Wheat prices rising as drought-stricken Russia bans grain exports
Wheat prices skyrocketed to their highest level in two years on the news that Russia will ban all grain exports because of a severe drought. The ban on Russian grain exports removes a major supplier other countries have depended on. The ban, an attempt to control domestic prices in Russia, raises concerns about a global grain shortage. Surging wheat prices and their impact on food costs may challenge central bankers fighting to hold back inflation in their efforts to nurture a global economic recovery.
Wheat prices expected to rise further
Wheat futures soared to the maximum amount allowed on the Chicago Board of Trade (CBOT) after Russia banned grain exports for the rest of the year. The Associated Press reports that wheat share prices shot up 60 cents, or 8 percent, to $7.8575 immediately after the open of trading on Thursday. It’s the highest wheat price since August 2008. Wheat futures reached a record $13.495 in February 2008 when a global food crisis sparked riots around the world. Under CBOT rules, prices can rise a maximum of 60 cents a day, although they are allowed to rise more the following day if the 60-cent limit is hit. The price of wheat has soared since early June, and notched its biggest monthly gain in July in at least 51 years.
Russian drought shrivels crops
Russia is enduring the country’s worst drought in at least 50 years. Bloomberg reports that the Russian drought, dry weather in Kazakhstan, Ukraine and the European Union, and flooding in Canada ruined crops and drove a surge in Chicago wheat prices of as much as 92 percent since June 9. Russia’s drought is now threatening seeding for winter grain and damaging other crops including sugar beets, potatoes and corn. Russian Prime Minister Vladimir Putin told a government meeting in Moscow that halting Russian grain exports would contain domestic prices that gained 19 percent last week, faster than at the peak of the 2008 global food crisis.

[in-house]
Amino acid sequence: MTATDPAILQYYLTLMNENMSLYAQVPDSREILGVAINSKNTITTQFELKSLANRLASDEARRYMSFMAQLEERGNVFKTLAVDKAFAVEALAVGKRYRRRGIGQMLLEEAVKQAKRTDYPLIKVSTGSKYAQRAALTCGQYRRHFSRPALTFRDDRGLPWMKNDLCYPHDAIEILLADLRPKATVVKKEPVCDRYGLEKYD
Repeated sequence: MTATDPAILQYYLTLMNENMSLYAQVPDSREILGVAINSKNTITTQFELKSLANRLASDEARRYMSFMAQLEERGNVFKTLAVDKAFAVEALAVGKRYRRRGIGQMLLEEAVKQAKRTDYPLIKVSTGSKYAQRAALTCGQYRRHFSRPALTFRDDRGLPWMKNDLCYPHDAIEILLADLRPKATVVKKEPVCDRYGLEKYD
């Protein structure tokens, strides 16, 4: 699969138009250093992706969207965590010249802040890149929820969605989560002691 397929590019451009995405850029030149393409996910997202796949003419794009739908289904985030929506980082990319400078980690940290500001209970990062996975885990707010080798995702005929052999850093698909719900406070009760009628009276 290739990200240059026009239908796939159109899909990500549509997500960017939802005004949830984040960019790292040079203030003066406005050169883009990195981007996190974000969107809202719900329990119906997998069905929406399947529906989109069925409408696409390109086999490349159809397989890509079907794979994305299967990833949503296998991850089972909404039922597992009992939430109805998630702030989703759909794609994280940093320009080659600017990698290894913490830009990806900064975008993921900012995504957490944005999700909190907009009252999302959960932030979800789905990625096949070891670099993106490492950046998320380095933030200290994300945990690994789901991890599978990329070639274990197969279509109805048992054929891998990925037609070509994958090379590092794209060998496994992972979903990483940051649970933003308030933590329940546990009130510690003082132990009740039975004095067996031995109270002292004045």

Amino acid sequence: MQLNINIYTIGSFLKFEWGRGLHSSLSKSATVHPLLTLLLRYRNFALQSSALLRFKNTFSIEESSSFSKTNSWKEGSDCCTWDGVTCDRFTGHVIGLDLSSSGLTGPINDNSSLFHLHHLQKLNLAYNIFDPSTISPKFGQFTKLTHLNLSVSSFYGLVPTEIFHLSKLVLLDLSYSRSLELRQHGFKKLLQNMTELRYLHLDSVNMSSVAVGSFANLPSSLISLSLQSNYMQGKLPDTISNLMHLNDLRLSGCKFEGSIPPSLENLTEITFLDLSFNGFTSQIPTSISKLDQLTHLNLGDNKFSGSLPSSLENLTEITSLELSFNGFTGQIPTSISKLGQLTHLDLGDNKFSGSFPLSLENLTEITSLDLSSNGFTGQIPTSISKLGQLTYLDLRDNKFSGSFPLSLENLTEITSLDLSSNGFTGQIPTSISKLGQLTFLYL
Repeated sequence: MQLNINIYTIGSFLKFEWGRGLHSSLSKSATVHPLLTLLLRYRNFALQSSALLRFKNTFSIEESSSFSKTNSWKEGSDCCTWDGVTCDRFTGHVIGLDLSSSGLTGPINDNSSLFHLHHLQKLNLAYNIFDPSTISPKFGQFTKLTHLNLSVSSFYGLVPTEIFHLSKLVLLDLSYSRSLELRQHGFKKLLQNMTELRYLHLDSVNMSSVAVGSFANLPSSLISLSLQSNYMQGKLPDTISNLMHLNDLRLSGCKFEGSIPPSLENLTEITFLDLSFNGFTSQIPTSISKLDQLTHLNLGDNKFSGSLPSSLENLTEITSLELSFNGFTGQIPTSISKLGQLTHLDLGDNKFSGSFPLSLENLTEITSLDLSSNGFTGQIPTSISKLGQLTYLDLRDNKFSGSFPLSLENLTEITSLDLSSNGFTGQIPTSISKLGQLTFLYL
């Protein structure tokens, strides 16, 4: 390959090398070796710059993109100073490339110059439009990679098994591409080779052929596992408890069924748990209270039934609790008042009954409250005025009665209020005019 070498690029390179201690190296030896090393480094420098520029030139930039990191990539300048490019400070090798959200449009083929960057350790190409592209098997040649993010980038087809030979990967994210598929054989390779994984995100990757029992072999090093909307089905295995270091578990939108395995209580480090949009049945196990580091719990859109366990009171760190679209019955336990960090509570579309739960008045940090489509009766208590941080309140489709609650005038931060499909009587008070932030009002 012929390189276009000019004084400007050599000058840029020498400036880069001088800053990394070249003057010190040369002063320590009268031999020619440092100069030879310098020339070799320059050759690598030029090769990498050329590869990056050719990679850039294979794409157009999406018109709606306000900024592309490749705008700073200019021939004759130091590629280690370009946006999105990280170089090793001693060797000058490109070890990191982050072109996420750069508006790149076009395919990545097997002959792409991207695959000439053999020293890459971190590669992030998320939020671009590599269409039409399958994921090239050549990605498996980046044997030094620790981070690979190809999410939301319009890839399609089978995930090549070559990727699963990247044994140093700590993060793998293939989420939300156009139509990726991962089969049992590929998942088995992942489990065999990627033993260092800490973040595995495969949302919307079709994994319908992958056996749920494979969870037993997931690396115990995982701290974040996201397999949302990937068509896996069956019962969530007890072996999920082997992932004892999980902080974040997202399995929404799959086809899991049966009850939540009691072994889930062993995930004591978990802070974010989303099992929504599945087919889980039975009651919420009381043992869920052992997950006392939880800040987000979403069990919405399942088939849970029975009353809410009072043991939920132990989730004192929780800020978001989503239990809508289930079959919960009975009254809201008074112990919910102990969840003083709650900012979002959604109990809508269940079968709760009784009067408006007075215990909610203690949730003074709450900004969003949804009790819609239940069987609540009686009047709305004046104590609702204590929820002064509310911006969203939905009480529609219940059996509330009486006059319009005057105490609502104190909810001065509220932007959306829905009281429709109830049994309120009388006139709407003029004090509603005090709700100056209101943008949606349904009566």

Global wheat production forecast cut
Global wheat supply concerns are also increasing prices for other grains. The Wall Street Journal reports that September corn futures in Chicago rose 6.2 percent. Rough-rice futures rose 2.7 percent. The Food and Agriculture Organization cut its 2010 global wheat production forecast to 651 million metric tons. But the situation doesn’t appear as dire as 2008. In early July, the U.S. government estimated global wheat stockpiles at 187 million metric tons, well above the 124 million tons in storage during the 2007-08 global food crisis. The U.S. Department of Agriculture estimates there will be almost 30 million tons of wheat in U.S. stockpiles at the end of May 2011, a 23-year high. By comparison, in 2007-08, U.S. inventories dropped to an all-time low of 8.3 million tons.